Dining » Food & Drink

Drinks of the Year

The best libations of 2005


Reflection. Who needs it? Another year down, a few dozen more to go. What do you want Drink of the Week to say about it? That this year meant something? That this year's drinking weeks were somehow more magical, more memorable than the ten billion other drinking weeks we've had in our quasi-exciting life? Drinks are drinks. They all taste pretty good. Some taste better. We usually prefer those.

But we've pounded the pavement all year. We've trudged through snowstorms and hailed cabs and bartenders, all in service to you, the drinkers of St. Louis. And we've uncovered a few things that need reiteration. Such as: the Frazertini, served at Frazer's Traveling Brown Bag, is an excellent drink consisting of Grey Goose Citron vodka, Grand Marnier, crème de cassis and, the secret weapon, Key lime juice.

We learned that raw milk really does help an itchy scalp and tastes better than pasteurized. We've learned that we should go to Iron Barley in south city at least monthly to see what drinks they're featuring. Their pumpkin brandy Alexander has the consistency of what we imagine to be similar to frankenscence, or maybe myrrh. Best dessert drink of the year. We learned about many other drinks in 2005, but three stood out.

Ciroc Martini at Lucas Park Grille; 1234 Washington Avenue, 314-241-7770.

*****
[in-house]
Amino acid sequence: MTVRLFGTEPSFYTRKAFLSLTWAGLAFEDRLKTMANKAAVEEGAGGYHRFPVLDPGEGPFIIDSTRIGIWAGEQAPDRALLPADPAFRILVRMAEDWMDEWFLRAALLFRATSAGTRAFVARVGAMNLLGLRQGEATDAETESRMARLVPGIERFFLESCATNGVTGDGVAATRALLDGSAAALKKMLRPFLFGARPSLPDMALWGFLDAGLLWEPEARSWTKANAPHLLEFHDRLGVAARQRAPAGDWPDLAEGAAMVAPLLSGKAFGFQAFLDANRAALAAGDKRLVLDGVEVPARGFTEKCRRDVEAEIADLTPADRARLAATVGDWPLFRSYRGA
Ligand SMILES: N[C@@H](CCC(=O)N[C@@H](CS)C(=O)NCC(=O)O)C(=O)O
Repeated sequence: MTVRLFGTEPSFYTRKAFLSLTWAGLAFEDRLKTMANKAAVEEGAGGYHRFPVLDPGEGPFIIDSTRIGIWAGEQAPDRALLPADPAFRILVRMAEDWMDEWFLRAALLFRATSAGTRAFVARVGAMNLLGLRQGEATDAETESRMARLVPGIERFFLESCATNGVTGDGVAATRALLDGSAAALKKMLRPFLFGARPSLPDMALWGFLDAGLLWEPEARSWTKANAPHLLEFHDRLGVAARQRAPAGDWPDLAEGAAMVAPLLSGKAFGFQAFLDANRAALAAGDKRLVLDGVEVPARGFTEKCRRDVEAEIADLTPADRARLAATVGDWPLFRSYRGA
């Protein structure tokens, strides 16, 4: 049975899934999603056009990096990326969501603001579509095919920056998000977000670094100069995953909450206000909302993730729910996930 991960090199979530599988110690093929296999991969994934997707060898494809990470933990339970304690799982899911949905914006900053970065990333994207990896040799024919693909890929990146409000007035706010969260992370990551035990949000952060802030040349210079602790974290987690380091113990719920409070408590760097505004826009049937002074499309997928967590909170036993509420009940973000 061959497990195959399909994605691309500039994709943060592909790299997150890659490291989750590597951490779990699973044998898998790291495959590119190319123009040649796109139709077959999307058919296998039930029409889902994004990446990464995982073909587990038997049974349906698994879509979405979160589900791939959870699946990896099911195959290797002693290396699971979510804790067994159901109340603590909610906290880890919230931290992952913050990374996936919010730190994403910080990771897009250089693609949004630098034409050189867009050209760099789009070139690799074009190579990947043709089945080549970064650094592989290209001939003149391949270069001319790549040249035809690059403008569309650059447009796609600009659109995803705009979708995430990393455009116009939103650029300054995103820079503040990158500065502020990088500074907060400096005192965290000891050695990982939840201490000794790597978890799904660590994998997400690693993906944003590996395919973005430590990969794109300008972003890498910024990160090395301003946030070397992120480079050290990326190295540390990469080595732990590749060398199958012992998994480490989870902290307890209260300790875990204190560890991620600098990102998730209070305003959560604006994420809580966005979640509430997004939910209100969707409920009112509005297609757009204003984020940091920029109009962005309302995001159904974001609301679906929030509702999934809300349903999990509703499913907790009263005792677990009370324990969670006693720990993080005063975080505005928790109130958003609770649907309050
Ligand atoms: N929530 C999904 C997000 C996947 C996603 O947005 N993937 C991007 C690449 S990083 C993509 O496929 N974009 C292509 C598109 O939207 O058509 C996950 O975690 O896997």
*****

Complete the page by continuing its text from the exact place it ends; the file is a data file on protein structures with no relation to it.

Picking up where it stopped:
The Grille, which has quickly become the most popular bar on Washington Avenue, could use a better drink menu, but their patrons aren't complaining. We had a simple majestic Ciroc martini with two olives here. Unlike most vodkas made with grain, Ciroc is made with Mauzac blanc grapes in the Gaillac region of France. A sip reveals an arc that begins at the lips with a whisper of fruit, passes over the gums with a subtle velvet confirmation, and then kisses the lips.

The Sazerac at Erato; 3117 South Grand Boulevard, 314-664-6400.

Here's to the Big Easy and a swift but thoughtful recovery. In early-nineteenth-century New Orleans, one Antoine Amedee Peychaud blended his brand of bitters, Peychaud, with cognac, absinthe and sugar. When absinthe was outlawed in 1912, bartenders substituted other, less-lethal anise-infused liqueurs. Variations abound, but Erato, on South Grand, offers theirs with Wild Turkey, genuine Peychaud Aromatic Cocktail Bitters and Herbsaint liqueur, a New Orleans brand that closely resembles absinthe, though not aged in wormwood. The result is a balanced, textured blend of clove, spice and whiskey.

Schlafly Coffee Stout at the Tap Room; 2100 Locust Street, 314-241-2337.

This beer is still churning around in our memories (and bloodstream). A brawny, sweet, earthy blend of Kaldi's coffee and oatmeal stout, the city's Schlafly Brewery mixes in the coffee at a ratio of a pound per barrel. The stout kills. There's no bitterness. Just an enveloping comfort. May we enjoy brews as exquisite in 2006. — Randall Roberts

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